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What does closure look or feel like to you?

(8 Posts)
throwawayjunefri Wed 29-Jun-16 16:01:18

I have ended a relationship that I feel was very codependent.

I often felt mistreated but, instead of ending things, I'd bargain with him to change or just wish it was different. Initially, I described it as abusive, but I can now see the impact that my own behaviour had in terms of allowing and permitting a toxic dynamic to persist.

I am a lot happier and am working on my self-esteem.

Initially, I followed advice and "went no contact", thinking that it was dangerous for me to speak to him. But I don't know if it was right for me. By portraying the relationship as abusive, I erased anything good and denied myself access to the good memories I had with him. Though I'm ready to move on, I want to retain the memories of that love, when it was good and easy and fun, to know that it was part of my life story and to feel at peace with that.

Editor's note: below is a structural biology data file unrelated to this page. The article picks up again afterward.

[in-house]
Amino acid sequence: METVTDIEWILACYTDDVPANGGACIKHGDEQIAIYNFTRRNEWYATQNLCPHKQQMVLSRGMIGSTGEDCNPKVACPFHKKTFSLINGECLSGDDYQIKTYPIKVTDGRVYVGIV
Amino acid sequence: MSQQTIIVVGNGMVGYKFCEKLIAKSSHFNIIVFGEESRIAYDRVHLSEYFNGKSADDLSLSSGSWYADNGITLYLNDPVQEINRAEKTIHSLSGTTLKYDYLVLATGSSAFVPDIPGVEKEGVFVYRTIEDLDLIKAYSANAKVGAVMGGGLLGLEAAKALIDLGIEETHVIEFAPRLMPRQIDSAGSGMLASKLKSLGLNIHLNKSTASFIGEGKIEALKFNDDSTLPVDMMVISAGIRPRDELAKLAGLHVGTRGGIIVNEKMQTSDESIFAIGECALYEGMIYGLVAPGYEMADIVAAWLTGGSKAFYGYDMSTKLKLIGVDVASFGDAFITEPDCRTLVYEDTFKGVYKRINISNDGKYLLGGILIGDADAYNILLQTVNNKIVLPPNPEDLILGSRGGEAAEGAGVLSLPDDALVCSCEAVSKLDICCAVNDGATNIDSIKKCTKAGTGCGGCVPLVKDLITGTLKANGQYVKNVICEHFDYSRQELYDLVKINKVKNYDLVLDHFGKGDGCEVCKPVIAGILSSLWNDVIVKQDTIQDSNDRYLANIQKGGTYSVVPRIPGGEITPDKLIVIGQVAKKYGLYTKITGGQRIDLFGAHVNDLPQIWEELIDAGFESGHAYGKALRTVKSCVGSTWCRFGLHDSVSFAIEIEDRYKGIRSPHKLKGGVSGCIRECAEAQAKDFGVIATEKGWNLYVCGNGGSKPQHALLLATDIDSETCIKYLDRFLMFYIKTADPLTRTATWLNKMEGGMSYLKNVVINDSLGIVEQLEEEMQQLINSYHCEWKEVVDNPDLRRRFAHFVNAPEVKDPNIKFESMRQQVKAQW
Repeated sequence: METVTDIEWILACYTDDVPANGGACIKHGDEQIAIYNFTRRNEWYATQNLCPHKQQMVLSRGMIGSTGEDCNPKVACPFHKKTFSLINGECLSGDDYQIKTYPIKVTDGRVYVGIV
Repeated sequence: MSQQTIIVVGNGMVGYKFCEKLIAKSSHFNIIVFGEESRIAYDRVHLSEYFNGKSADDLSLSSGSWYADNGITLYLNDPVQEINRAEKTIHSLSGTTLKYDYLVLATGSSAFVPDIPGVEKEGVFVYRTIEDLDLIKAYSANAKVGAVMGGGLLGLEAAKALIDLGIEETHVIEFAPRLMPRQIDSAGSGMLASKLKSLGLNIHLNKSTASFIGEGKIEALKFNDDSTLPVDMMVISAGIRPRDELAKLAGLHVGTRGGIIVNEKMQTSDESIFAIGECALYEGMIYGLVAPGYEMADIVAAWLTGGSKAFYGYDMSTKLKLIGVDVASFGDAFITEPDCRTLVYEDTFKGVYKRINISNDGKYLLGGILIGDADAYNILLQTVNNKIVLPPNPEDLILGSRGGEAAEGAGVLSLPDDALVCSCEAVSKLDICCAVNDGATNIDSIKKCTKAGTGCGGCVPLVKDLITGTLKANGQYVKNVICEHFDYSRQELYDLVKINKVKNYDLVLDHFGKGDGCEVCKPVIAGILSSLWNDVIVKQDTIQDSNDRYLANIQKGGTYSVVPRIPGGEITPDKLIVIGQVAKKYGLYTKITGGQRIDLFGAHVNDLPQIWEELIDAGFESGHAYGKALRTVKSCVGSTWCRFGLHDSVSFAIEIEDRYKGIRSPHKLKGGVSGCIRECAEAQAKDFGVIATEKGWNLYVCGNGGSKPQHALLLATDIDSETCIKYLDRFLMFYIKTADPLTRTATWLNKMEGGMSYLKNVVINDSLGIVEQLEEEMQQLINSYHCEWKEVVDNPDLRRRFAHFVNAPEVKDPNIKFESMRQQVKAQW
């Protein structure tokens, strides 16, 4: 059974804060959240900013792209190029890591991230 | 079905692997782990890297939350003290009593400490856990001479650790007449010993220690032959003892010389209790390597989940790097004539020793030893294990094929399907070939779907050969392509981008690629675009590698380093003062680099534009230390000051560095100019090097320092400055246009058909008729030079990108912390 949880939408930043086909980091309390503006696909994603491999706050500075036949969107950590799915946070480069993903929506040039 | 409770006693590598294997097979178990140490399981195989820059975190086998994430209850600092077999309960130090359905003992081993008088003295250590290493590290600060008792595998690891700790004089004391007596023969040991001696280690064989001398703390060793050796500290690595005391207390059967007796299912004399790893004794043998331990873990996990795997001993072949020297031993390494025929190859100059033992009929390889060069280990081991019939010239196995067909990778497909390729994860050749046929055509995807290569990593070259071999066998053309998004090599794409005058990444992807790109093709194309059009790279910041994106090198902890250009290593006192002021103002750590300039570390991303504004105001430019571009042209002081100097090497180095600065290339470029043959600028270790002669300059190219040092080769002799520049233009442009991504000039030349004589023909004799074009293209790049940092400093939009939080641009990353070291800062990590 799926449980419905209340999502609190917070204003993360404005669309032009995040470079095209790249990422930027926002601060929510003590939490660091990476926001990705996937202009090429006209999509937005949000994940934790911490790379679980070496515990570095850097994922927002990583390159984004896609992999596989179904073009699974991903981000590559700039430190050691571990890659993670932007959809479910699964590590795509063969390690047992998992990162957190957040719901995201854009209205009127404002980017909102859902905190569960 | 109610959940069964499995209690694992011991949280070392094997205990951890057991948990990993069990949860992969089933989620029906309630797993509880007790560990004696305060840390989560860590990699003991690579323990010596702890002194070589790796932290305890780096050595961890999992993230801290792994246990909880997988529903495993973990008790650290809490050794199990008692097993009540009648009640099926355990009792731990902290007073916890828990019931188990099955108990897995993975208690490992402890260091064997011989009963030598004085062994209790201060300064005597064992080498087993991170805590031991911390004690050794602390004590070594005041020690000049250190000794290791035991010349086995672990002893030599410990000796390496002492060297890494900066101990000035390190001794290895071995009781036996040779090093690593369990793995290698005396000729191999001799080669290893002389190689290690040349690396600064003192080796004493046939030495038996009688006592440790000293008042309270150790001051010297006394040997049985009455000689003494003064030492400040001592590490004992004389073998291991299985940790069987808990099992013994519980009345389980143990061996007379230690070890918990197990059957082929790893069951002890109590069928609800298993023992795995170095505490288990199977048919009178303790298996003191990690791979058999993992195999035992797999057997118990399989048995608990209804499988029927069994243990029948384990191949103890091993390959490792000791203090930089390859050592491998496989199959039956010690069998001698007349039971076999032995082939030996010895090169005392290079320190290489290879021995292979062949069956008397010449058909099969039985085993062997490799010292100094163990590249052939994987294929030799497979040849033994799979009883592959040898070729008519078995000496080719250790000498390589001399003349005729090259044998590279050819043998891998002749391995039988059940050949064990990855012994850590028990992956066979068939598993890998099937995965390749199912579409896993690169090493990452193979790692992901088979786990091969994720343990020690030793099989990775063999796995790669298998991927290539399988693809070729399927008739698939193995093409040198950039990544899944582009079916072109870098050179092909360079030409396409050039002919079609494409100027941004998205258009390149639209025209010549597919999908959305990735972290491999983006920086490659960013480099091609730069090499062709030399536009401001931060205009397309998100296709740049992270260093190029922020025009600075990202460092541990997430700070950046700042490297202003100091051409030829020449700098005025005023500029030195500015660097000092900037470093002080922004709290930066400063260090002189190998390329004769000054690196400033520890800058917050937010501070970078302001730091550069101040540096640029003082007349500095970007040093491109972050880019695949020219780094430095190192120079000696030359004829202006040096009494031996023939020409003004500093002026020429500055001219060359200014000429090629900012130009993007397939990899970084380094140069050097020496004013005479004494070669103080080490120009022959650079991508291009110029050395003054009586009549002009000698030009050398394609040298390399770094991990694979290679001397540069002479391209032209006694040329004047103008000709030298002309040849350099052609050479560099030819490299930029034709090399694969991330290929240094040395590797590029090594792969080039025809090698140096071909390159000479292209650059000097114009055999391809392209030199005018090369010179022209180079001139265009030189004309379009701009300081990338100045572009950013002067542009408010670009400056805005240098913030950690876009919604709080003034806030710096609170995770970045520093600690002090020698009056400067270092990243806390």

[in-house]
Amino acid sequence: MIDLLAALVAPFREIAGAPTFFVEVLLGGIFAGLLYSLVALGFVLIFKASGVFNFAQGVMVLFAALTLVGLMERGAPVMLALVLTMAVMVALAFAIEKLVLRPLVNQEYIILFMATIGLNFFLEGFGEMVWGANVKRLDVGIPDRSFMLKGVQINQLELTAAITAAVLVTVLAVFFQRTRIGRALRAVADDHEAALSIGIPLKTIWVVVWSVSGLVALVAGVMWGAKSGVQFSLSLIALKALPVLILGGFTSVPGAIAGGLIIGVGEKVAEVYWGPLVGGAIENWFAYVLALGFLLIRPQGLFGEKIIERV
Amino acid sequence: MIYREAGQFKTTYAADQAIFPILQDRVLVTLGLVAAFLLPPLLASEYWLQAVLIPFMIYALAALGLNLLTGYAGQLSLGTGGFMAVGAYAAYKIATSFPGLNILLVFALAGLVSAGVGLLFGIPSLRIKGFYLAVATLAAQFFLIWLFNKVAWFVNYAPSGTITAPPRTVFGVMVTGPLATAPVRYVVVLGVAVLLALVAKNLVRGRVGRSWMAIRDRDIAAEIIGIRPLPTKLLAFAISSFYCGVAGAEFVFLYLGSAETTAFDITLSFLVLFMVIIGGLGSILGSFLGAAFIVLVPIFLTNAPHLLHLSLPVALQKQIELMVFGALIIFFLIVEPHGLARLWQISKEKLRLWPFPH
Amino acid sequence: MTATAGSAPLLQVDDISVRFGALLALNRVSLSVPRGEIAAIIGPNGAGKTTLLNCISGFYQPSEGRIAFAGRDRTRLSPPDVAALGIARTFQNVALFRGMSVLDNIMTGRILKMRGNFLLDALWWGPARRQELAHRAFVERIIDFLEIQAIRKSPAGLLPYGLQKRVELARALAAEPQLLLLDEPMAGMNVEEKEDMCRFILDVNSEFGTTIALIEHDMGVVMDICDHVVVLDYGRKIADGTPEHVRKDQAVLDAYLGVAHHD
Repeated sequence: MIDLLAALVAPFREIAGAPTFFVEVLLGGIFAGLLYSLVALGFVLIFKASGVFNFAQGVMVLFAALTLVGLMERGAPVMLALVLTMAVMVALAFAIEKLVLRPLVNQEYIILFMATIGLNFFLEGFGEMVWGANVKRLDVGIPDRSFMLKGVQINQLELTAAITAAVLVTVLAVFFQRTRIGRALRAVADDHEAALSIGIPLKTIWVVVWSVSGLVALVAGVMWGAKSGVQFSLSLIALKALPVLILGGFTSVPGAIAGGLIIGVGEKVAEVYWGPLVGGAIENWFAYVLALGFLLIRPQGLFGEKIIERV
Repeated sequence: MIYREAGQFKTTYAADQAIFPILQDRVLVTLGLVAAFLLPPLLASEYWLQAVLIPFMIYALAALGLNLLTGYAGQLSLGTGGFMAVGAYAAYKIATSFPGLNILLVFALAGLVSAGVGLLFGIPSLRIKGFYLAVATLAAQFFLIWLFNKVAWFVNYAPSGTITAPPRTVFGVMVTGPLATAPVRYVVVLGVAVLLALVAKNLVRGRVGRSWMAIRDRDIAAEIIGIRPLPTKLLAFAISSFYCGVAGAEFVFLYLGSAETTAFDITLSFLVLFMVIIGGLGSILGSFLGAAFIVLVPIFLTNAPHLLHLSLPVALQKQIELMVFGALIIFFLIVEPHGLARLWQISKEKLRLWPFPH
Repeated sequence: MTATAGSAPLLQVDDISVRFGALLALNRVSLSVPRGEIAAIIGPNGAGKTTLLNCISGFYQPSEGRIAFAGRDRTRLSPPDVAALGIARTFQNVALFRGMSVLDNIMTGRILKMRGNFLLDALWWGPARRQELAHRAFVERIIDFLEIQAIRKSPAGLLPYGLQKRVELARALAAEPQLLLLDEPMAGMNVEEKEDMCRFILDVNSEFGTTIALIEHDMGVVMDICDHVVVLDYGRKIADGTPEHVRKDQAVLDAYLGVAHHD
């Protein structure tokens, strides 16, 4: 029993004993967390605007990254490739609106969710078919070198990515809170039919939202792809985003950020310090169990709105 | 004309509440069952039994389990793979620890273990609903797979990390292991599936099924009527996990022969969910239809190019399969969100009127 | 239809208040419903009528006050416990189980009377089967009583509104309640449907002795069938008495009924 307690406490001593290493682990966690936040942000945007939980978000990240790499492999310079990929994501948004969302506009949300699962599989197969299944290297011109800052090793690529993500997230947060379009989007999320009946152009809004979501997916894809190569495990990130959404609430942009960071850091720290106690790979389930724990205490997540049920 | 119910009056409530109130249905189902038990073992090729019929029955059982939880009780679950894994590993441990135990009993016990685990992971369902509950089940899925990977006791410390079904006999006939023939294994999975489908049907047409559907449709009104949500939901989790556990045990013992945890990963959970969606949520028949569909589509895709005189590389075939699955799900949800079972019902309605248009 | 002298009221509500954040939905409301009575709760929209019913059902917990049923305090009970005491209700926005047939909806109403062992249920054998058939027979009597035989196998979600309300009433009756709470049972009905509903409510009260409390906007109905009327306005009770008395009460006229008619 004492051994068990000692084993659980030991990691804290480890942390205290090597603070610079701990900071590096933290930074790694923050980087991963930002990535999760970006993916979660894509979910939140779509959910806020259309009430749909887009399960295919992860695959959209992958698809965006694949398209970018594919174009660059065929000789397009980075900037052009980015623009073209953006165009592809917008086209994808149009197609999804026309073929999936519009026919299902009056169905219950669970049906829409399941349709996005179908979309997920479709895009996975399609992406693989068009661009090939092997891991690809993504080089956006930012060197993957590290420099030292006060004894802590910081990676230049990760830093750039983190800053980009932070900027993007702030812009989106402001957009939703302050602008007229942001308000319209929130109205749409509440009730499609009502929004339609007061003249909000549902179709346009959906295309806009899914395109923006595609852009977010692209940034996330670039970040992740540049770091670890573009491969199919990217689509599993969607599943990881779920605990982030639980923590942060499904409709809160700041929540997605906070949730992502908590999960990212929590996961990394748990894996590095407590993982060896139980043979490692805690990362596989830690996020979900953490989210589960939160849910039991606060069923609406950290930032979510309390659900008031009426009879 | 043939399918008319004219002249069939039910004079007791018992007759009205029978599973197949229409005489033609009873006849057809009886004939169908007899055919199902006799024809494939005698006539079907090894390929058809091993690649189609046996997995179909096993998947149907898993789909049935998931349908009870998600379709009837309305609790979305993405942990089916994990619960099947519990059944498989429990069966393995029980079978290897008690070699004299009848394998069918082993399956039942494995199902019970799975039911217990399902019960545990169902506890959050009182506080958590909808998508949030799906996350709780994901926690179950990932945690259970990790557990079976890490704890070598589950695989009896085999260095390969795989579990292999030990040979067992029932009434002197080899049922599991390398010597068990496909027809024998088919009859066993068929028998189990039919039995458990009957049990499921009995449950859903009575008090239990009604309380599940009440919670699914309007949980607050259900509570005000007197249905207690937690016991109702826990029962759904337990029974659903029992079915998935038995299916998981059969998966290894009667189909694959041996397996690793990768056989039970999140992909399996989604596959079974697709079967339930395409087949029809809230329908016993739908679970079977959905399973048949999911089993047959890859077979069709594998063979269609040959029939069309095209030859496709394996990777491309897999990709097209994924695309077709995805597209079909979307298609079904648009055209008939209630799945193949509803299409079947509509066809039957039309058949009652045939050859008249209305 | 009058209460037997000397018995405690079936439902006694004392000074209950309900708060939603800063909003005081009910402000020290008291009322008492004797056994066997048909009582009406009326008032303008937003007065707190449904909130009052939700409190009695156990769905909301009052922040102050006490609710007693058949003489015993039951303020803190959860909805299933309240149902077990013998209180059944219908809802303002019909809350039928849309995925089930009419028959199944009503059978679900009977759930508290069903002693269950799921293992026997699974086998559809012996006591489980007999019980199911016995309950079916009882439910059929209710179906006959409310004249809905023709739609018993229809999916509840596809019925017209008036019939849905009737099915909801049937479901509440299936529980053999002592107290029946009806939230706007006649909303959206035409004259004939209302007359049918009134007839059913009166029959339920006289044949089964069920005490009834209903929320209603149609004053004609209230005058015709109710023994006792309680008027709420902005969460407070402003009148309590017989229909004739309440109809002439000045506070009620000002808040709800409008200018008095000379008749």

So I spoke to him, and explained my reasons for leaving, and said that I genuinely think we don't work and he needs to be with someone who can tolerate the things about him that I find difficult. Where there was a kind of emptiness or hole inside me during the "no contact", I now feel calmer and like things are as they should be.

I think that's what closure is like for me. How about you?

ForestFruits12 Wed 29-Jun-16 16:11:42

Sorry to be really nosey, but your post has struck a cord with me!

How long were you together for? Are you willing to post about the things you couldn't tolerate?